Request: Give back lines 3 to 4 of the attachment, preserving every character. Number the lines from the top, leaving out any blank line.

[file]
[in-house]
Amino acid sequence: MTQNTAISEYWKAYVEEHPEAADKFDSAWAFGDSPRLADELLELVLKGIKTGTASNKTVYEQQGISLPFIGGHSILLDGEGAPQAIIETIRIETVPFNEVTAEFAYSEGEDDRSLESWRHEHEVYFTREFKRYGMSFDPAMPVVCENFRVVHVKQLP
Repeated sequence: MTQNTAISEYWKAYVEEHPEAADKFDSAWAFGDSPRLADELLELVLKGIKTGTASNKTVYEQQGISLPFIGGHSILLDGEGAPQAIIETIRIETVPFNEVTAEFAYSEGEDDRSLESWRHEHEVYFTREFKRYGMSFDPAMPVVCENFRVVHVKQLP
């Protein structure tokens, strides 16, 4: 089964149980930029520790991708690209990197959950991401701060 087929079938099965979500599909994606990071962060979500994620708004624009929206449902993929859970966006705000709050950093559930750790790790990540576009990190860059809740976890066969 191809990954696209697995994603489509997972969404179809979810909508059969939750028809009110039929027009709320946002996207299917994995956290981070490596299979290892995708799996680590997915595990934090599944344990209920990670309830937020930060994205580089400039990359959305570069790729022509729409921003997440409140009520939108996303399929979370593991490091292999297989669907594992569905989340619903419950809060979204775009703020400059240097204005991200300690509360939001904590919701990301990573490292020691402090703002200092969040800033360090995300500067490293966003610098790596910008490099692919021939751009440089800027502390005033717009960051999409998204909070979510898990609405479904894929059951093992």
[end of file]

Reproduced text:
Repeated sequence: MTQNTAISEYWKAYVEEHPEAADKFDSAWAFGDSPRLADELLELVLKGIKTGTASNKTVYEQQGISLPFIGGHSILLDGEGAPQAIIETIRIETVPFNEVTAEFAYSEGEDDRSLESWRHEHEVYFTREFKRYGMSFDPAMPVVCENFRVVHVKQLP
């Protein structure tokens, strides 16, 4: 089964149980930029520790991708690209990197959950991401701060 087929079938099965979500599909994606990071962060979500994620708004624009929206449902993929859970966006705000709050950093559930750790790790990540576009990190860059809740976890066969 191809990954696209697995994603489509997972969404179809979810909508059969939750028809009110039929027009709320946002996207299917994995956290981070490596299979290892995708799996680590997915595990934090599944344990209920990670309830937020930060994205580089400039990359959305570069790729022509729409921003997440409140009520939108996303399929979370593991490091292999297989669907594992569905989340619903419950809060979204775009703020400059240097204005991200300690509360939001904590919701990301990573490292020691402090703002200092969040800033360090995300500067490293966003610098790596910008490099692919021939751009440089800027502390005033717009960051999409998204909070979510898990609405479904894929059951093992």